News / South Africa

Citizen Team
2 minute read
4 Jan 2018
7:12 am

‘Force way into varsity,’ EFF urges potential students

Citizen Team

The party says its 'Sizofundangenkani Campaign' is meant to expose the 'financial barrier' put in place to exclude deserving students.

Leaders of EFFSC at Wits University celebrate their landmark victory in SRC elections with their supporters at the steps of The Great Hall (Pic: @WitsEFF Twitter)

The Economic Freedom Fighters (EFF) has thrown down the gauntlet to universities across the country, saying it will not accept the ban on walk-in applications for first-year placements and will marshal its members to help people claim the free tertiary education promised last year by President Jacob Zuma.

Higher Education Minister Hlengiwe Mhkize criticised the EFF’s call, which came after Universities South Africa (USAf) said no walk-in applications would be accepted and that all applications have to be dealt with by a central, online “clearing house”.

“There is no way in which a person can walk in and expect to be registered. There is no way to assume that because you have money you can just go to that particular faculty. People have to meet the needs,” said Mkhize.

“We are using all channels so that people understand that announcement did not mean we are changing what is a standard practice in any institution of higher learning be at university or TVET college,” she said.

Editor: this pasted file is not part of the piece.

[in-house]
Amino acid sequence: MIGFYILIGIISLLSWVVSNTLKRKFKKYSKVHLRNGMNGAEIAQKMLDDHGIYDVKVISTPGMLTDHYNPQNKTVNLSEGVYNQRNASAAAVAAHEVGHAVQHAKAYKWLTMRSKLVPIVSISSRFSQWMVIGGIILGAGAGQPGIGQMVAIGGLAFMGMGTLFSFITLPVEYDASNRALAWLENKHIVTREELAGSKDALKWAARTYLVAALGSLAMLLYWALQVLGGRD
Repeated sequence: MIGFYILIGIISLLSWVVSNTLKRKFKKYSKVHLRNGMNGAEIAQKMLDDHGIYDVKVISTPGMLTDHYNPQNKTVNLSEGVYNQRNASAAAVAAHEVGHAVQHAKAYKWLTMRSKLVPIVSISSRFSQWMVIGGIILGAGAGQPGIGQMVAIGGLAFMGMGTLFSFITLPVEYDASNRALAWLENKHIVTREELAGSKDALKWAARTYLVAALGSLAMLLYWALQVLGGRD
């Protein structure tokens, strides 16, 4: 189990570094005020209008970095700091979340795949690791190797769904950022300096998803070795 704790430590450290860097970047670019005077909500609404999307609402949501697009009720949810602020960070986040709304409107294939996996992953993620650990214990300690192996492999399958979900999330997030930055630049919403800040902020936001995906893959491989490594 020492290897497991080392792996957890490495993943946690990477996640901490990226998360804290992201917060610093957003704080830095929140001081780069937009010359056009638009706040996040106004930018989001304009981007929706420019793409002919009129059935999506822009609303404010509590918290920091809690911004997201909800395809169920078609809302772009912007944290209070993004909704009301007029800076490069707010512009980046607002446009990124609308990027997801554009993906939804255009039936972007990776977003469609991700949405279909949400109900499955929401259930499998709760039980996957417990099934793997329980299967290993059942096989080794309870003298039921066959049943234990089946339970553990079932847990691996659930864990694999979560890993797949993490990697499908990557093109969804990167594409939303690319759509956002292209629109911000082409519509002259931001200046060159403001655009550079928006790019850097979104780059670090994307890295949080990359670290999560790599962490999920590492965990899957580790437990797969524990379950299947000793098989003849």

The EFF said its “Sizofundangenkani Campaign” aimed to expose the “financial barrier” put in place to exclude deserving students, including “ridiculous registration fees” and charges for securing a place in accommodation.

It said: “The year of students abruptly commences with the brutal exclusion of the poor of the poorest academically deserving students being excluded because of systematic financial exclusions by Universities South Africa.”

USAf chief executive officer Ahmed Bawa said the universities are not contemplating applying for an interdict against the EFF.

“We did not have any discussion about that yet. That is also something that we will work out by each university because the EFF does not have a presence at all our campuses,” Bawa said.

Each university will take the necessary steps to try and avoid battles and altercations, he said. There was an incident at the campus of the University of Pretoria (UP) yesterday, but it had nothing to do with the EFF campaign.

Unisa spokesperson Martin Ramotshela said there was an incident at the Sunnyside Campus, but it was not related to the EFF. He said the university reopened for 2018 registration, and because of the long queues and some pushing and shoving, one of the gates came off its rail.

The EFF said the Sizofundangenkani Campaign “encourages walk-ins as a means of bridging the gap between those who have access online and those who do not”.

“We also encourage walk-ins because we know the online application process usually takes time and has a lot of irregularities and cannot be trusted. Fighters will marshal students to different registration centres to avoid stampedes and long queues.”


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